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How to pyrography on leather

The first question that should be asked is whether you need to prep the leather surface.   You don’t have to.  We have some premium leather that our clients got decent results without prepping it. The smoother surface allows the pen tip to glide over the leather a bit easier. It also enables greater detail in your artwork.  We would recommend trying both ways and see which surface you prefer.   

Before we get going, we need to clear the difference between the flesh and skin side of the leather.   The flesh side is the rough or backside of the leather and the skin is the smooth side.  Pyrography is always done on the skin side.

You can try using a “polished” pen tip to burn on the leather, it can be easier to burn with! If you plan to do a lot of burning on leather, We’d recommend investing in purchasing a couple of polished pen tips.
A pyrography pen is the best way to go!

How to pyrography on leather



Place the leather, skin side up, on a clean smooth surface.  Do not cut your leather to size, as the smoothing process will distort the shape of the leather.  If you do cut it before smoothing, just keep in mind that you will have to trim it to shape later.   

Liberally mist the leather with water. Use a small pump spray bottle for this, but you can also use a damp sponge to wet leather.

As you can see, there are little pools of water here and there.  Don’t worry about them as the leather will quickly absorb the water.


After the leather is very damp, firmly rub over the entire skin surface of the leather with the burnisher of your choice.  Applying a lot of pressure with the burnisher as you smooth the leather. 

It is extremely important to make sure the burnisher you are using is smooth.  Rough spots can scrape/scratch the leather surface, ruining it.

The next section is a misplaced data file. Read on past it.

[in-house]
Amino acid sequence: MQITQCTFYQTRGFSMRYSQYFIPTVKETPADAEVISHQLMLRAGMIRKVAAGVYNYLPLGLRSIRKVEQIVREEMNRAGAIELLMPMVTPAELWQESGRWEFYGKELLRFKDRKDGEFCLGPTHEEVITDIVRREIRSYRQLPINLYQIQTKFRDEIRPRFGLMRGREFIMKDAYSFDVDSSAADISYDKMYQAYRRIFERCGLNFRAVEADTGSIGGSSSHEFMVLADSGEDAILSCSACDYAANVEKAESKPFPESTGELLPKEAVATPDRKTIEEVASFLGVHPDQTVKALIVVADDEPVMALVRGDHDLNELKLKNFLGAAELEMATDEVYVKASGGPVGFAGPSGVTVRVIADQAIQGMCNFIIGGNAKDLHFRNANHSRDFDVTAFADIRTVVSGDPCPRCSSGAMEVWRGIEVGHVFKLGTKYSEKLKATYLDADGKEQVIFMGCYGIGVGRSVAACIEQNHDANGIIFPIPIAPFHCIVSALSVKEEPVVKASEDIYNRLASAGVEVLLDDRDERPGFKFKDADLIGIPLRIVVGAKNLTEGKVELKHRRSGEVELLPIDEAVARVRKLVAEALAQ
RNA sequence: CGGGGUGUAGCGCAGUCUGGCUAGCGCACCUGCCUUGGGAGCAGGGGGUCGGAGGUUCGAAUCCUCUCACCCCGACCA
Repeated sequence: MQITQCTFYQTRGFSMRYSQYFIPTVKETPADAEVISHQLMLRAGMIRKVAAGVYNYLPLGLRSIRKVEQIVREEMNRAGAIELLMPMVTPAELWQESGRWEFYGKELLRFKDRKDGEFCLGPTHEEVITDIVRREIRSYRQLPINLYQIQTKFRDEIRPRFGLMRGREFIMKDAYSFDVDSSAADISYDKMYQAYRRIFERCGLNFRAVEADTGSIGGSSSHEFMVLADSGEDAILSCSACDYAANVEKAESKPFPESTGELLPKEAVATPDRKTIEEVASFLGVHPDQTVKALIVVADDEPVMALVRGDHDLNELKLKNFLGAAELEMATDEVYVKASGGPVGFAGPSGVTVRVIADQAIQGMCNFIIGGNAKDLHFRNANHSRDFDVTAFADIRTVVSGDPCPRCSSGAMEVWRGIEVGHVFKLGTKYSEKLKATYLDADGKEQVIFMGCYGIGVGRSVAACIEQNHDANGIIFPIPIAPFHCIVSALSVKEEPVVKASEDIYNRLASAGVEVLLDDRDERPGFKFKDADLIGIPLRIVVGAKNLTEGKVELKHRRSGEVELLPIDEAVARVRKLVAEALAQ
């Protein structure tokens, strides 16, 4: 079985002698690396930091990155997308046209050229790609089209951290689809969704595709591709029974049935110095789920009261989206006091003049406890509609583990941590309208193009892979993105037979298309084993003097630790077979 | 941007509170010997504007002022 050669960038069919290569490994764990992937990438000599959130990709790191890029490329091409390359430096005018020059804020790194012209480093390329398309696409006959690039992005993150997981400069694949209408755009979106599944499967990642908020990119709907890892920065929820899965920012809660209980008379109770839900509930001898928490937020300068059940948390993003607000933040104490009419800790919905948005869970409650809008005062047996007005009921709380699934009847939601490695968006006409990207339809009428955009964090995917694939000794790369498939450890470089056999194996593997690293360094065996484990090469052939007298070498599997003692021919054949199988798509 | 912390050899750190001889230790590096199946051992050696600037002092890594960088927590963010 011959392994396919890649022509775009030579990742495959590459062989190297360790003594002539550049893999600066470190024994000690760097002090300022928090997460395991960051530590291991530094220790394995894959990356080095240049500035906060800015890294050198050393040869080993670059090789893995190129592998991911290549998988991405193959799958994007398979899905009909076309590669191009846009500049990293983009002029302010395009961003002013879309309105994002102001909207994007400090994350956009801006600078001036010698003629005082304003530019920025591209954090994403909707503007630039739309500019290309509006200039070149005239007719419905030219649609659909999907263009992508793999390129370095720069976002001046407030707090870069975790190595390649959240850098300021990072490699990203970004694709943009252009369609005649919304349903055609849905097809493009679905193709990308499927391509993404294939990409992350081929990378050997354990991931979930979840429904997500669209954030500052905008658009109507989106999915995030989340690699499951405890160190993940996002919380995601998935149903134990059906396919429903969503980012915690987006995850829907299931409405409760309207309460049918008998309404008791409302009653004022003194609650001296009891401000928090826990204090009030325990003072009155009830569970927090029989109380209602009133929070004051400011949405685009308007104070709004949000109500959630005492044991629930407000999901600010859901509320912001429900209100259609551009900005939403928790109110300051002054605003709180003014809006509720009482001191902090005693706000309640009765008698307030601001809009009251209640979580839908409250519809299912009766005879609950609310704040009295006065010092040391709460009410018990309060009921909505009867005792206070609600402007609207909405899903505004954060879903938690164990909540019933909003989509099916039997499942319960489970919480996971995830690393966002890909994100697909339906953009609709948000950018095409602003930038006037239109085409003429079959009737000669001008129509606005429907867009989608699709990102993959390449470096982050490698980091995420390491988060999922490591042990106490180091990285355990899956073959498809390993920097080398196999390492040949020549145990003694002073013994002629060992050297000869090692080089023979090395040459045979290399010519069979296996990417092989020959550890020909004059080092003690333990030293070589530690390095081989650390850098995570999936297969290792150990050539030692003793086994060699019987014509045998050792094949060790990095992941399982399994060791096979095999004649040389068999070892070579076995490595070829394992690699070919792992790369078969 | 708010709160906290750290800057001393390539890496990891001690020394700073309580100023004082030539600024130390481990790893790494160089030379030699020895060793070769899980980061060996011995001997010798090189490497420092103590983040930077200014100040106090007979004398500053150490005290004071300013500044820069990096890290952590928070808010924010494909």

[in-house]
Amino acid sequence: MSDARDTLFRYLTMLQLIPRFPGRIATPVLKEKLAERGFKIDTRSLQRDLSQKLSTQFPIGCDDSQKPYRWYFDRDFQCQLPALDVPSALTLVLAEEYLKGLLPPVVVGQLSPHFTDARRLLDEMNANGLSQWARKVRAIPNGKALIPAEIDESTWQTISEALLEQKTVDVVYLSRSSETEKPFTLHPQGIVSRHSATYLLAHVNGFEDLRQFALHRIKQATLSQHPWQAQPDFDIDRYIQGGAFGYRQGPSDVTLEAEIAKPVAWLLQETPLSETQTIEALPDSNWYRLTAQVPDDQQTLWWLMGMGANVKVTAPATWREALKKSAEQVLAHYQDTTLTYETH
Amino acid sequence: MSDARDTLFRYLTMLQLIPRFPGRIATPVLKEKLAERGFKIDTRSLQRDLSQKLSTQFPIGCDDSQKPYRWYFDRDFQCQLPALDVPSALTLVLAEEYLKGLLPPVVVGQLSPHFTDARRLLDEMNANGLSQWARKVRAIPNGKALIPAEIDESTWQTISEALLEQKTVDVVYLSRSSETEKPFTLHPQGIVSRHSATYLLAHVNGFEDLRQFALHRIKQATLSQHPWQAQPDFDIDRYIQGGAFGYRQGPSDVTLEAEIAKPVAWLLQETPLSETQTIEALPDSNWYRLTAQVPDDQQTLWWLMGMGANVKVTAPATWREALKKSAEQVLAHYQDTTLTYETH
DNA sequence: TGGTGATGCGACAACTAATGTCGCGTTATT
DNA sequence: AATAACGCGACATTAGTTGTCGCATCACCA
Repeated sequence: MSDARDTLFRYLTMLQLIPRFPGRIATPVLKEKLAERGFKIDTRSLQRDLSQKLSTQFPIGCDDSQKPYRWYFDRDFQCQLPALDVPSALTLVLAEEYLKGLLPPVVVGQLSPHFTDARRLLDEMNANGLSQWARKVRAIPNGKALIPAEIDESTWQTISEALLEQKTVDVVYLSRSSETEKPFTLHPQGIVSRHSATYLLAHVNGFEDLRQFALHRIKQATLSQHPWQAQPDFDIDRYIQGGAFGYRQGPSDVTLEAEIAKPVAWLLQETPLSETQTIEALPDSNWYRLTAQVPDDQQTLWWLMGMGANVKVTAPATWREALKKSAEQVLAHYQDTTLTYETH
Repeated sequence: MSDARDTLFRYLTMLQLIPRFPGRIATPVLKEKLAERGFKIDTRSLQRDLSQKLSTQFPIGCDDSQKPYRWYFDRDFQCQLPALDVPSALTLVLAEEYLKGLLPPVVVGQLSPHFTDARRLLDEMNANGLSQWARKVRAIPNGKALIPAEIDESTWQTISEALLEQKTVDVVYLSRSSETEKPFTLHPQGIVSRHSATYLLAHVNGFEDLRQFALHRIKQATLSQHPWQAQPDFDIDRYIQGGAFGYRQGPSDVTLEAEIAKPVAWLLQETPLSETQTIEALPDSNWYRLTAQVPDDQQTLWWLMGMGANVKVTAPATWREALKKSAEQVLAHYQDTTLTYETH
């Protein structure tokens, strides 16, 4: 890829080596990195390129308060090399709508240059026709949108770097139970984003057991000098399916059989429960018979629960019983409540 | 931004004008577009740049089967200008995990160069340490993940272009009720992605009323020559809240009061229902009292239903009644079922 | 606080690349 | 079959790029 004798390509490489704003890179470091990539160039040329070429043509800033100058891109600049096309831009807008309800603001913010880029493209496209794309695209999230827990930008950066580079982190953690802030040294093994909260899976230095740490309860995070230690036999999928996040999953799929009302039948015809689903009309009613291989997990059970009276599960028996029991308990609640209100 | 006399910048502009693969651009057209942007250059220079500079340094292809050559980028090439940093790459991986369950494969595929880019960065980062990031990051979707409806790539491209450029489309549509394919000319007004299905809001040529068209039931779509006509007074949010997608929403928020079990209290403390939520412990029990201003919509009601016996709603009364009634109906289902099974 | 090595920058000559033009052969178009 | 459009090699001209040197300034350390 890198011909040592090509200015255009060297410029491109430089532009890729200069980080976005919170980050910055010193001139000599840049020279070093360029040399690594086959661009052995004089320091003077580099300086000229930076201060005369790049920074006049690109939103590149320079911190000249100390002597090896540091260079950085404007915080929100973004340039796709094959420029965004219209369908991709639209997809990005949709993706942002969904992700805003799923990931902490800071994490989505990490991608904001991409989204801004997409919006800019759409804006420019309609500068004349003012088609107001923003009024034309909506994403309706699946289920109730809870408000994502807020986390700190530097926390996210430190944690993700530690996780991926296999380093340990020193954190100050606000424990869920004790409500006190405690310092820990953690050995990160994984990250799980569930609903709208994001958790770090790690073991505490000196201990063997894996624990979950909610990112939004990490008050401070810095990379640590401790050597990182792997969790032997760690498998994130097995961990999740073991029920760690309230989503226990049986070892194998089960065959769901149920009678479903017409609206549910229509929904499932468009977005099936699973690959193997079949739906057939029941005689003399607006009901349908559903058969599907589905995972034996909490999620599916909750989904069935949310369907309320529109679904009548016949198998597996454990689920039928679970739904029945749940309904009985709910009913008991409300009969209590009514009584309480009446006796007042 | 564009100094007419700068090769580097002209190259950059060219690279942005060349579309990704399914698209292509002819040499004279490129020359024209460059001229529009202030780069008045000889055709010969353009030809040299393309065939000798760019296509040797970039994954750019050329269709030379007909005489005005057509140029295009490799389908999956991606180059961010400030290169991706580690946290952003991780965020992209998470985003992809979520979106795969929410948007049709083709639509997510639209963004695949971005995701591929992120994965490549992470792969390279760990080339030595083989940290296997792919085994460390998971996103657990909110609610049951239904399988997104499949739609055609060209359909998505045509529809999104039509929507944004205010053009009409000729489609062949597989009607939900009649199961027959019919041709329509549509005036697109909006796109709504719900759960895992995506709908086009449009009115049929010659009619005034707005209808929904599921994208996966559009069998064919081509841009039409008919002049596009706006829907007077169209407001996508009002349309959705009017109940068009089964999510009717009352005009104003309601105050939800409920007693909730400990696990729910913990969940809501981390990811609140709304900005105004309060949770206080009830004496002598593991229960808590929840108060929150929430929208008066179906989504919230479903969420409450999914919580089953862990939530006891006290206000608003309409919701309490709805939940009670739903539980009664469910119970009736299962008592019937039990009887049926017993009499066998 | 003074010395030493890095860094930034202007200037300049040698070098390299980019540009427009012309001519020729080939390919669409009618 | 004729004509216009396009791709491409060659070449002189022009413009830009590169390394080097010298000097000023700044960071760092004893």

You can make the burnisher out of a piece of scrap wood.  Round on all sides for comfortable gripping.   If you make your own, use hardwood and preferably one that is pale.   Some darker and/or colorful woods can bleed their color when wet, and we doubt the leather could be fixed if that happens.

The most important side of the burnisher is the rounded end.  Only the burnishing end needs to be sanded, so it is ultra-smooth. 

After you smooth, the entire leather surface with the burnisher, rotate the leather, and repeat in a new direction. 

Add more water if the leather starts to dry.  Continue this process of rotating and burnishing in a new direction until you have smoothed the leather in all directions.  

Let the leather dry completely overnight.

The right side will be much smoother as it has been compressed, and the texture will feel more like glass.

We mentioned before that the leather distorts with the smoothing process. Because of this, you don’t cut the leather to the exact size until after you are done with the smoothing process.